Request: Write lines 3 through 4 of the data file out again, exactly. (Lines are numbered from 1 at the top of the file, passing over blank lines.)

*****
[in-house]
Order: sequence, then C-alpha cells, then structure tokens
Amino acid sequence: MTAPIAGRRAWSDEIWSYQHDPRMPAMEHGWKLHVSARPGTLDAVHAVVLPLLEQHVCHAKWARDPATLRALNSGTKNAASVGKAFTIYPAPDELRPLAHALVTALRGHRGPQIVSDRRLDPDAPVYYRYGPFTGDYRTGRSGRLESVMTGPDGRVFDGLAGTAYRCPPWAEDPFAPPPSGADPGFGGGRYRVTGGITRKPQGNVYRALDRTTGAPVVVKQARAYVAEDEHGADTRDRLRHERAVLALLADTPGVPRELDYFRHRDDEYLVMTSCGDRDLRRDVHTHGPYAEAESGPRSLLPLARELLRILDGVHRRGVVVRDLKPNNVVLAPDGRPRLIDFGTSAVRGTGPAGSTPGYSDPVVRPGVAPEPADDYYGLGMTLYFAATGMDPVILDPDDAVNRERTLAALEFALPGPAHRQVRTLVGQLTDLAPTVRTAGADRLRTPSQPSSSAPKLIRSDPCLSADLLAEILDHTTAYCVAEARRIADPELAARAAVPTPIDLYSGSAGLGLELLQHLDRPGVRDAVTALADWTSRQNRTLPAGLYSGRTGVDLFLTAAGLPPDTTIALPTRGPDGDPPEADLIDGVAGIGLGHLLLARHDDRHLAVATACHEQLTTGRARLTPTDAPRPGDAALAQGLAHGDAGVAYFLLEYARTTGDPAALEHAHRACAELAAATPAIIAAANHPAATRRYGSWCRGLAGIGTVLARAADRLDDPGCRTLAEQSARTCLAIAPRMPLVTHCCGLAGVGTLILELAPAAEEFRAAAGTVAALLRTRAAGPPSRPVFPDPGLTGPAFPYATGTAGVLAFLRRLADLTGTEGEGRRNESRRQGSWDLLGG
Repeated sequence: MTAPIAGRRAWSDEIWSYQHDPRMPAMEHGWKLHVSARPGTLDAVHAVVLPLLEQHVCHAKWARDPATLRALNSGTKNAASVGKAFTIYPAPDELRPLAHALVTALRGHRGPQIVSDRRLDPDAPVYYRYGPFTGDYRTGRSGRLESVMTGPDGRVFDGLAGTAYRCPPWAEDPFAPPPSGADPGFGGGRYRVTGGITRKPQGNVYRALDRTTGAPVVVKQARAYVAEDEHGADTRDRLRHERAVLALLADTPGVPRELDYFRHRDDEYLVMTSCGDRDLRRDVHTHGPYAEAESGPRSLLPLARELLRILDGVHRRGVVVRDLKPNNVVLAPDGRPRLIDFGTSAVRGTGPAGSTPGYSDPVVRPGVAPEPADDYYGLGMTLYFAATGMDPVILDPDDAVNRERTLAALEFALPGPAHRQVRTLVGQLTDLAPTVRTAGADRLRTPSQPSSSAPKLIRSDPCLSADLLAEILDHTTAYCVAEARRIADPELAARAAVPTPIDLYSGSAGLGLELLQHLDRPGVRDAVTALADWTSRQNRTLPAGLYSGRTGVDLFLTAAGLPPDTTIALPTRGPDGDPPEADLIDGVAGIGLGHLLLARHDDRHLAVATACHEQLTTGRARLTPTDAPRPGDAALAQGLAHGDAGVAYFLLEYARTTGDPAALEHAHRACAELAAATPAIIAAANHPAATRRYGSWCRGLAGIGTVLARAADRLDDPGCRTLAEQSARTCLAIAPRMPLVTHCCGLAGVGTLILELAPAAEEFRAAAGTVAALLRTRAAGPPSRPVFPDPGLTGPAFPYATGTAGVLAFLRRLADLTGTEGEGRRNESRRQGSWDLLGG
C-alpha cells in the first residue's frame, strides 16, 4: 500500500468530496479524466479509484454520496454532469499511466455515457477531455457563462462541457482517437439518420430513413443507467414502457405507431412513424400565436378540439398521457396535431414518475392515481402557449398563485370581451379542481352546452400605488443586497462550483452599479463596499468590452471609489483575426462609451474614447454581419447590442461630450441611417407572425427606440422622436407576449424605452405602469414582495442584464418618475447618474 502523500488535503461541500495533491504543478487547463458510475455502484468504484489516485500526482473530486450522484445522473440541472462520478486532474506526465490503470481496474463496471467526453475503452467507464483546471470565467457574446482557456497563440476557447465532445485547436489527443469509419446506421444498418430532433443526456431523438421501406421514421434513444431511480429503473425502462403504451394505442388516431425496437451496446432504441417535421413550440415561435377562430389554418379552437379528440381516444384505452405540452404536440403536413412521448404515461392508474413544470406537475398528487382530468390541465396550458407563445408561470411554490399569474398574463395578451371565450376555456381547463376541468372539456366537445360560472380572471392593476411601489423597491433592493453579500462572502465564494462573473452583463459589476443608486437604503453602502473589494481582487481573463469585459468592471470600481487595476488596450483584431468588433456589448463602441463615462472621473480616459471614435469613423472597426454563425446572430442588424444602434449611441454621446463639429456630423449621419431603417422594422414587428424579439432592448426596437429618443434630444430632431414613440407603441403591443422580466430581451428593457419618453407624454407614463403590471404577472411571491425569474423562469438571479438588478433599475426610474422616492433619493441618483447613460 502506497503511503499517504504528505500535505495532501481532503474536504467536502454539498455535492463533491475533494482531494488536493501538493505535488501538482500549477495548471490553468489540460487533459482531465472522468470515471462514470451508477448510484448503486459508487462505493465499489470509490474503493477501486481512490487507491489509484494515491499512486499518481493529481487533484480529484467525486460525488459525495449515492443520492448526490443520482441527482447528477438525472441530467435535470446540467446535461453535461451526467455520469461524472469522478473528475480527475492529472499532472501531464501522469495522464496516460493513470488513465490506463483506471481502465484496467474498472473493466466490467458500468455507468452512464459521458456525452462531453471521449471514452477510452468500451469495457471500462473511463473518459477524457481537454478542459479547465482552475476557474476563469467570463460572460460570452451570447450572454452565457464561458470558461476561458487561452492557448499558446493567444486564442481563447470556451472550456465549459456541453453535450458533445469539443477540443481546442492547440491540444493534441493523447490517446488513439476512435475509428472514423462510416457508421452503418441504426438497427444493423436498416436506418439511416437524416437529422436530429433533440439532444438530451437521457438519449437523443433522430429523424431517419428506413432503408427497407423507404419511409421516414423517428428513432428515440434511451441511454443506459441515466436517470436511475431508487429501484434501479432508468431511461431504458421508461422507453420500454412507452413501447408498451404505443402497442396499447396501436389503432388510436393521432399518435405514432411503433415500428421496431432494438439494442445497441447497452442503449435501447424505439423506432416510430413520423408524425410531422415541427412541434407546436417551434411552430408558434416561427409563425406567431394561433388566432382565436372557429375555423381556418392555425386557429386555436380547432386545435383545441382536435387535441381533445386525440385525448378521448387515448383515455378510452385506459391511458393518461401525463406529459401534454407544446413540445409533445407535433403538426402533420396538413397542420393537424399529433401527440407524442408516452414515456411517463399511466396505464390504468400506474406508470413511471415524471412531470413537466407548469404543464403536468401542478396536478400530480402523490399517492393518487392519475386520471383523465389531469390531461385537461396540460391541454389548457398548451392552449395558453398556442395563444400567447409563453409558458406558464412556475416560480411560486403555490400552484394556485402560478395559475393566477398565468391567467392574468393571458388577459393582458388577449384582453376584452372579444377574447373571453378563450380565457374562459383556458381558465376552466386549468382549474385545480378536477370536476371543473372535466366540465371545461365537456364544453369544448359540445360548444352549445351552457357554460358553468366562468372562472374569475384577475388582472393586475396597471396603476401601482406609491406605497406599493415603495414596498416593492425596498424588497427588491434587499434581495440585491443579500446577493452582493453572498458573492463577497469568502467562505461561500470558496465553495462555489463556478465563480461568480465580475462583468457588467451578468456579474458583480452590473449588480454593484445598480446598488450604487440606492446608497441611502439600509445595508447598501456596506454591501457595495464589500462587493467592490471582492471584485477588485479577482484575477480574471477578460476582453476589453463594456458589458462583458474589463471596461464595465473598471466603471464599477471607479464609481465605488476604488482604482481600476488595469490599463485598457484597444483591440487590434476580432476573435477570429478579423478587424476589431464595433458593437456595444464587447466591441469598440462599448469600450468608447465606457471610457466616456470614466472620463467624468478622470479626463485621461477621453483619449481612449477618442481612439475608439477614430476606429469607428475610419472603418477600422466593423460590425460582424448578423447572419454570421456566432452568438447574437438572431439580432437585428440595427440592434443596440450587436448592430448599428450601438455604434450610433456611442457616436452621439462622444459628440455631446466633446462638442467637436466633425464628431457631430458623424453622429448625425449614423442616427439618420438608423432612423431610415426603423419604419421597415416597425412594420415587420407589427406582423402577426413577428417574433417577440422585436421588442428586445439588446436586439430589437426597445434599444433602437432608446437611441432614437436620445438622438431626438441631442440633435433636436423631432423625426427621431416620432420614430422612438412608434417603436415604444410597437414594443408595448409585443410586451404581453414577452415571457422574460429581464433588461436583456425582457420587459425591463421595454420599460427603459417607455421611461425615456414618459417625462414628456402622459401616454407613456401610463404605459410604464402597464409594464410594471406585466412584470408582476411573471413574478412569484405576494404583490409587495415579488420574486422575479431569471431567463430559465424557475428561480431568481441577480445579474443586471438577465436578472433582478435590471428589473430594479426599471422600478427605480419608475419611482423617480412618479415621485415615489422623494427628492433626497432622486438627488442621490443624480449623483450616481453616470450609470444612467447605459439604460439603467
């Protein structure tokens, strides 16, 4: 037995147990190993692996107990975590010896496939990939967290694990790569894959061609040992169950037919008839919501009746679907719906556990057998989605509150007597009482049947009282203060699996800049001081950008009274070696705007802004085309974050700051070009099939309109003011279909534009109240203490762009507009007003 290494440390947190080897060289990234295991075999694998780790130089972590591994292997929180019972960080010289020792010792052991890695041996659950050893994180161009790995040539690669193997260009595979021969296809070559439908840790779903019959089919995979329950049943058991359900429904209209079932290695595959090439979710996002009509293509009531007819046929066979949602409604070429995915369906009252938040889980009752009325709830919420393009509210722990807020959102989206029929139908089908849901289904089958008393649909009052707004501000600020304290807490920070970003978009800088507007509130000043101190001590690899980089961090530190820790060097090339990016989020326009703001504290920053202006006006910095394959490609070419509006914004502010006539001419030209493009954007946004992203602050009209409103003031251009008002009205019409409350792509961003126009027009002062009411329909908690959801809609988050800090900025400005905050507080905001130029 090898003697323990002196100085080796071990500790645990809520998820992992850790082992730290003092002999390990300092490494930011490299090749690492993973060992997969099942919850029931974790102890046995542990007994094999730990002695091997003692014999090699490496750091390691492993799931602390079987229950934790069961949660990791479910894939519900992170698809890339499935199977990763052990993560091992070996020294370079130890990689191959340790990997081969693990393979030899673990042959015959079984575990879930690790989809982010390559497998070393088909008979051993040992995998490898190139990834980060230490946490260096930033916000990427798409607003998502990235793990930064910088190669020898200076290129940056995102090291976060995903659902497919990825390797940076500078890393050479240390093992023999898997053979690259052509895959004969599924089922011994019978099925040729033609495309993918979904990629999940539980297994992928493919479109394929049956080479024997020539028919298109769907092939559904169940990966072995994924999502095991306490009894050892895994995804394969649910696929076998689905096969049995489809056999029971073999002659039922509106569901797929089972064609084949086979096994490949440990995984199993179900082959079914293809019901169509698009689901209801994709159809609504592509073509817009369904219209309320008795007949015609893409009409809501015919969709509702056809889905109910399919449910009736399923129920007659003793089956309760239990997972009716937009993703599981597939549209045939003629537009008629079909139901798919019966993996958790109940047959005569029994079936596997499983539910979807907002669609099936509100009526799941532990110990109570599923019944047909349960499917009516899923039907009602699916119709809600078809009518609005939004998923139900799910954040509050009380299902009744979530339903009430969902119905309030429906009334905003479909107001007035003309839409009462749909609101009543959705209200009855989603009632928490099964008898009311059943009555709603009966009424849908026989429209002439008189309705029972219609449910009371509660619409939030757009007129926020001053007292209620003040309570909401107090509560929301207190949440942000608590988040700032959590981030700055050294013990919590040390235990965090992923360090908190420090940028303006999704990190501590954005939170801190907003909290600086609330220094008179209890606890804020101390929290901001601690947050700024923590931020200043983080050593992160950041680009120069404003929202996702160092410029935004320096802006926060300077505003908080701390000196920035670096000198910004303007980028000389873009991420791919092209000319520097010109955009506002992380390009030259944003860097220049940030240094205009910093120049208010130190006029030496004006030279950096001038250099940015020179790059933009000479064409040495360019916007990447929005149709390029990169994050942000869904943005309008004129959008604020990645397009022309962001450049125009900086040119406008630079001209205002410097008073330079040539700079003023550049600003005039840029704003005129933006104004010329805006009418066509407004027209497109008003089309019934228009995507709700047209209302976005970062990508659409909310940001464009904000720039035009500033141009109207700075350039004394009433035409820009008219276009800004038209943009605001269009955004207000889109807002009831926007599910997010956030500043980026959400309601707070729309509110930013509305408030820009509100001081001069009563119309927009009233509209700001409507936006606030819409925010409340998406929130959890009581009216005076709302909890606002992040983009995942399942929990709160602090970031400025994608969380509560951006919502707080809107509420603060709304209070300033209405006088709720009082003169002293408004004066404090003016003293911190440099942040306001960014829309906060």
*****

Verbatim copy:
Amino acid sequence: MTAPIAGRRAWSDEIWSYQHDPRMPAMEHGWKLHVSARPGTLDAVHAVVLPLLEQHVCHAKWARDPATLRALNSGTKNAASVGKAFTIYPAPDELRPLAHALVTALRGHRGPQIVSDRRLDPDAPVYYRYGPFTGDYRTGRSGRLESVMTGPDGRVFDGLAGTAYRCPPWAEDPFAPPPSGADPGFGGGRYRVTGGITRKPQGNVYRALDRTTGAPVVVKQARAYVAEDEHGADTRDRLRHERAVLALLADTPGVPRELDYFRHRDDEYLVMTSCGDRDLRRDVHTHGPYAEAESGPRSLLPLARELLRILDGVHRRGVVVRDLKPNNVVLAPDGRPRLIDFGTSAVRGTGPAGSTPGYSDPVVRPGVAPEPADDYYGLGMTLYFAATGMDPVILDPDDAVNRERTLAALEFALPGPAHRQVRTLVGQLTDLAPTVRTAGADRLRTPSQPSSSAPKLIRSDPCLSADLLAEILDHTTAYCVAEARRIADPELAARAAVPTPIDLYSGSAGLGLELLQHLDRPGVRDAVTALADWTSRQNRTLPAGLYSGRTGVDLFLTAAGLPPDTTIALPTRGPDGDPPEADLIDGVAGIGLGHLLLARHDDRHLAVATACHEQLTTGRARLTPTDAPRPGDAALAQGLAHGDAGVAYFLLEYARTTGDPAALEHAHRACAELAAATPAIIAAANHPAATRRYGSWCRGLAGIGTVLARAADRLDDPGCRTLAEQSARTCLAIAPRMPLVTHCCGLAGVGTLILELAPAAEEFRAAAGTVAALLRTRAAGPPSRPVFPDPGLTGPAFPYATGTAGVLAFLRRLADLTGTEGEGRRNESRRQGSWDLLGG
Repeated sequence: MTAPIAGRRAWSDEIWSYQHDPRMPAMEHGWKLHVSARPGTLDAVHAVVLPLLEQHVCHAKWARDPATLRALNSGTKNAASVGKAFTIYPAPDELRPLAHALVTALRGHRGPQIVSDRRLDPDAPVYYRYGPFTGDYRTGRSGRLESVMTGPDGRVFDGLAGTAYRCPPWAEDPFAPPPSGADPGFGGGRYRVTGGITRKPQGNVYRALDRTTGAPVVVKQARAYVAEDEHGADTRDRLRHERAVLALLADTPGVPRELDYFRHRDDEYLVMTSCGDRDLRRDVHTHGPYAEAESGPRSLLPLARELLRILDGVHRRGVVVRDLKPNNVVLAPDGRPRLIDFGTSAVRGTGPAGSTPGYSDPVVRPGVAPEPADDYYGLGMTLYFAATGMDPVILDPDDAVNRERTLAALEFALPGPAHRQVRTLVGQLTDLAPTVRTAGADRLRTPSQPSSSAPKLIRSDPCLSADLLAEILDHTTAYCVAEARRIADPELAARAAVPTPIDLYSGSAGLGLELLQHLDRPGVRDAVTALADWTSRQNRTLPAGLYSGRTGVDLFLTAAGLPPDTTIALPTRGPDGDPPEADLIDGVAGIGLGHLLLARHDDRHLAVATACHEQLTTGRARLTPTDAPRPGDAALAQGLAHGDAGVAYFLLEYARTTGDPAALEHAHRACAELAAATPAIIAAANHPAATRRYGSWCRGLAGIGTVLARAADRLDDPGCRTLAEQSARTCLAIAPRMPLVTHCCGLAGVGTLILELAPAAEEFRAAAGTVAALLRTRAAGPPSRPVFPDPGLTGPAFPYATGTAGVLAFLRRLADLTGTEGEGRRNESRRQGSWDLLGG